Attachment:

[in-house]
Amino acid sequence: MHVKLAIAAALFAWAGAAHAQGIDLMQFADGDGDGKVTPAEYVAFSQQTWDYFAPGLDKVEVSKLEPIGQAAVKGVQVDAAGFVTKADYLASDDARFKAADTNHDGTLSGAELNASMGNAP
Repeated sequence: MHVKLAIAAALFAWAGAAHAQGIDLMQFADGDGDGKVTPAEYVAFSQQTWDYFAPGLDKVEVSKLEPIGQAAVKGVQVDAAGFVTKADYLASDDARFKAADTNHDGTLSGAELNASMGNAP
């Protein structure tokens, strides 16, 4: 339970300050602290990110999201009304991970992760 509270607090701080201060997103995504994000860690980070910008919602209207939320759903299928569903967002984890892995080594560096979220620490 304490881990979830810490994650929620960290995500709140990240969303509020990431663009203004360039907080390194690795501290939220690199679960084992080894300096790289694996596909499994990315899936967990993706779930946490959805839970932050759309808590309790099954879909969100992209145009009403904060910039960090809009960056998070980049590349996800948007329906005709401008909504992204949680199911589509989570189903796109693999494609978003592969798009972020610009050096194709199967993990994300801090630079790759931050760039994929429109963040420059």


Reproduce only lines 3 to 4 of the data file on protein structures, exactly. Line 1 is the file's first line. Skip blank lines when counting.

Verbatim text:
Repeated sequence: MHVKLAIAAALFAWAGAAHAQGIDLMQFADGDGDGKVTPAEYVAFSQQTWDYFAPGLDKVEVSKLEPIGQAAVKGVQVDAAGFVTKADYLASDDARFKAADTNHDGTLSGAELNASMGNAP
């Protein structure tokens, strides 16, 4: 339970300050602290990110999201009304991970992760 509270607090701080201060997103995504994000860690980070910008919602209207939320759903299928569903967002984890892995080594560096979220620490 304490881990979830810490994650929620960290995500709140990240969303509020990431663009203004360039907080390194690795501290939220690199679960084992080894300096790289694996596909499994990315899936967990993706779930946490959805839970932050759309808590309790099954879909969100992209145009009403904060910039960090809009960056998070980049590349996800948007329906005709401008909504992204949680199911589509989570189903796109693999494609978003592969798009972020610009050096194709199967993990994300801090630079790759931050760039994929429109963040420059």